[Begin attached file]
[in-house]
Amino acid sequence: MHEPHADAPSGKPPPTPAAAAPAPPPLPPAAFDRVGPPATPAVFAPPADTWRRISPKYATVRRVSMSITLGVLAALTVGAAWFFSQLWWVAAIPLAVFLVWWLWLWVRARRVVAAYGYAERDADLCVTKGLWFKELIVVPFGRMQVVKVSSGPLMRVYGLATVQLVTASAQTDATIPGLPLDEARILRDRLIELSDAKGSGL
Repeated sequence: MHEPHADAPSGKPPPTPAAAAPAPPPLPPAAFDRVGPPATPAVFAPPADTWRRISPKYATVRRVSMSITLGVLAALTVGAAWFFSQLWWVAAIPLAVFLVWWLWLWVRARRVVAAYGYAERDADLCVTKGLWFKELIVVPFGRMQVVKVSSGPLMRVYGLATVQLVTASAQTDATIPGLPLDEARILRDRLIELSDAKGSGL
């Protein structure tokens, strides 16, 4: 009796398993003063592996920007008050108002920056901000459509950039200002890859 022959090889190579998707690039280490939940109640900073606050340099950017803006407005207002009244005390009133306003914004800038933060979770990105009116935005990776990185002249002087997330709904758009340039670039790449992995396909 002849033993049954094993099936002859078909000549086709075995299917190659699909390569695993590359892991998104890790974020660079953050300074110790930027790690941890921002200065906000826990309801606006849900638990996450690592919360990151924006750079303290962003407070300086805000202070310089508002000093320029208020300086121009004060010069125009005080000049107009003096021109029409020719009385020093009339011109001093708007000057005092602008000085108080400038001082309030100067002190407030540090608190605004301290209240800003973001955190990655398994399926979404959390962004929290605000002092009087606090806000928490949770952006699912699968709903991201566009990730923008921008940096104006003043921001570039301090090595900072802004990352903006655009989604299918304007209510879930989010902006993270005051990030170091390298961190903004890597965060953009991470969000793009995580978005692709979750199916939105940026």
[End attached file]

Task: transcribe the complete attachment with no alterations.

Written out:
[in-house]
Amino acid sequence: MHEPHADAPSGKPPPTPAAAAPAPPPLPPAAFDRVGPPATPAVFAPPADTWRRISPKYATVRRVSMSITLGVLAALTVGAAWFFSQLWWVAAIPLAVFLVWWLWLWVRARRVVAAYGYAERDADLCVTKGLWFKELIVVPFGRMQVVKVSSGPLMRVYGLATVQLVTASAQTDATIPGLPLDEARILRDRLIELSDAKGSGL
Repeated sequence: MHEPHADAPSGKPPPTPAAAAPAPPPLPPAAFDRVGPPATPAVFAPPADTWRRISPKYATVRRVSMSITLGVLAALTVGAAWFFSQLWWVAAIPLAVFLVWWLWLWVRARRVVAAYGYAERDADLCVTKGLWFKELIVVPFGRMQVVKVSSGPLMRVYGLATVQLVTASAQTDATIPGLPLDEARILRDRLIELSDAKGSGL
């Protein structure tokens, strides 16, 4: 009796398993003063592996920007008050108002920056901000459509950039200002890859 022959090889190579998707690039280490939940109640900073606050340099950017803006407005207002009244005390009133306003914004800038933060979770990105009116935005990776990185002249002087997330709904758009340039670039790449992995396909 002849033993049954094993099936002859078909000549086709075995299917190659699909390569695993590359892991998104890790974020660079953050300074110790930027790690941890921002200065906000826990309801606006849900638990996450690592919360990151924006750079303290962003407070300086805000202070310089508002000093320029208020300086121009004060010069125009005080000049107009003096021109029409020719009385020093009339011109001093708007000057005092602008000085108080400038001082309030100067002190407030540090608190605004301290209240800003973001955190990655398994399926979404959390962004929290605000002092009087606090806000928490949770952006699912699968709903991201566009990730923008921008940096104006003043921001570039301090090595900072802004990352903006655009989604299918304007209510879930989010902006993270005051990030170091390298961190903004890597965060953009991470969000793009995580978005692709979750199916939105940026």